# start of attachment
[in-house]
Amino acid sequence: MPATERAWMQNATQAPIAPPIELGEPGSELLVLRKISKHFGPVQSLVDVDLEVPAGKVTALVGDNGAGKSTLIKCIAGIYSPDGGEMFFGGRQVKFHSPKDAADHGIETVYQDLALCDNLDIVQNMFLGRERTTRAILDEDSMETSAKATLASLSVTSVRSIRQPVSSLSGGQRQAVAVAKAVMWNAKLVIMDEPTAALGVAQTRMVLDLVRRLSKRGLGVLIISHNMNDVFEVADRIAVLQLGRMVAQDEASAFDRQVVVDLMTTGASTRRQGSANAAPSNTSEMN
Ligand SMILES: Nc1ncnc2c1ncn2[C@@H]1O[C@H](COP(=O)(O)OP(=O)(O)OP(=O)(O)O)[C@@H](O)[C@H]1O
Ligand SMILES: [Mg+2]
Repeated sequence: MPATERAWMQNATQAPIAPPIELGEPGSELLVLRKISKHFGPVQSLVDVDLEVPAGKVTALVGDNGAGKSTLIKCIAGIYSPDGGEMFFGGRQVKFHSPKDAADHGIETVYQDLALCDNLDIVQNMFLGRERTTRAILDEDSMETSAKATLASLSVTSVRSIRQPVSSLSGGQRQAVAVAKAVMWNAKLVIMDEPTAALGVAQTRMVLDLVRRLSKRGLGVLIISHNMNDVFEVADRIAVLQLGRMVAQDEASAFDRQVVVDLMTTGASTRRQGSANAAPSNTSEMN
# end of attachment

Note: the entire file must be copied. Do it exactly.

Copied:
[in-house]
Amino acid sequence: MPATERAWMQNATQAPIAPPIELGEPGSELLVLRKISKHFGPVQSLVDVDLEVPAGKVTALVGDNGAGKSTLIKCIAGIYSPDGGEMFFGGRQVKFHSPKDAADHGIETVYQDLALCDNLDIVQNMFLGRERTTRAILDEDSMETSAKATLASLSVTSVRSIRQPVSSLSGGQRQAVAVAKAVMWNAKLVIMDEPTAALGVAQTRMVLDLVRRLSKRGLGVLIISHNMNDVFEVADRIAVLQLGRMVAQDEASAFDRQVVVDLMTTGASTRRQGSANAAPSNTSEMN
Ligand SMILES: Nc1ncnc2c1ncn2[C@@H]1O[C@H](COP(=O)(O)OP(=O)(O)OP(=O)(O)O)[C@@H](O)[C@H]1O
Ligand SMILES: [Mg+2]
Repeated sequence: MPATERAWMQNATQAPIAPPIELGEPGSELLVLRKISKHFGPVQSLVDVDLEVPAGKVTALVGDNGAGKSTLIKCIAGIYSPDGGEMFFGGRQVKFHSPKDAADHGIETVYQDLALCDNLDIVQNMFLGRERTTRAILDEDSMETSAKATLASLSVTSVRSIRQPVSSLSGGQRQAVAVAKAVMWNAKLVIMDEPTAALGVAQTRMVLDLVRRLSKRGLGVLIISHNMNDVFEVADRIAVLQLGRMVAQDEASAFDRQVVVDLMTTGASTRRQGSANAAPSNTSEMN